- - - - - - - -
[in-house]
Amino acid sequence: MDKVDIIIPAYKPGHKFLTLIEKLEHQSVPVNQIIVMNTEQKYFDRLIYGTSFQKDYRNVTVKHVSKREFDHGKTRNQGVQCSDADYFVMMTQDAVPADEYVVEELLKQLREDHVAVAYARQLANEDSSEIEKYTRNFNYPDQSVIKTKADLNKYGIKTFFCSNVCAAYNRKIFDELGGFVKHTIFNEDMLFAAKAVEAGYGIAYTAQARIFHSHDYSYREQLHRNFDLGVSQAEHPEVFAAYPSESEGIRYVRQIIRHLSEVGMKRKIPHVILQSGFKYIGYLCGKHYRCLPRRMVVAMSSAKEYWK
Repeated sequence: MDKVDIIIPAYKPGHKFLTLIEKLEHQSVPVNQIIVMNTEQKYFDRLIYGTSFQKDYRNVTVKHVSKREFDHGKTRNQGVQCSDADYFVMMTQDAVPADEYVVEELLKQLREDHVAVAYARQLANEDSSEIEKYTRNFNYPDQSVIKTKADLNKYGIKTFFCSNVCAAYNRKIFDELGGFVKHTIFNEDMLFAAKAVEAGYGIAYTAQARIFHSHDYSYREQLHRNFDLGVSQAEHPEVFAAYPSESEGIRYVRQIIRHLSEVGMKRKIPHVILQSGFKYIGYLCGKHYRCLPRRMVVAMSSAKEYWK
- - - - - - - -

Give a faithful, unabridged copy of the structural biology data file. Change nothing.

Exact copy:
[in-house]
Amino acid sequence: MDKVDIIIPAYKPGHKFLTLIEKLEHQSVPVNQIIVMNTEQKYFDRLIYGTSFQKDYRNVTVKHVSKREFDHGKTRNQGVQCSDADYFVMMTQDAVPADEYVVEELLKQLREDHVAVAYARQLANEDSSEIEKYTRNFNYPDQSVIKTKADLNKYGIKTFFCSNVCAAYNRKIFDELGGFVKHTIFNEDMLFAAKAVEAGYGIAYTAQARIFHSHDYSYREQLHRNFDLGVSQAEHPEVFAAYPSESEGIRYVRQIIRHLSEVGMKRKIPHVILQSGFKYIGYLCGKHYRCLPRRMVVAMSSAKEYWK
Repeated sequence: MDKVDIIIPAYKPGHKFLTLIEKLEHQSVPVNQIIVMNTEQKYFDRLIYGTSFQKDYRNVTVKHVSKREFDHGKTRNQGVQCSDADYFVMMTQDAVPADEYVVEELLKQLREDHVAVAYARQLANEDSSEIEKYTRNFNYPDQSVIKTKADLNKYGIKTFFCSNVCAAYNRKIFDELGGFVKHTIFNEDMLFAAKAVEAGYGIAYTAQARIFHSHDYSYREQLHRNFDLGVSQAEHPEVFAAYPSESEGIRYVRQIIRHLSEVGMKRKIPHVILQSGFKYIGYLCGKHYRCLPRRMVVAMSSAKEYWK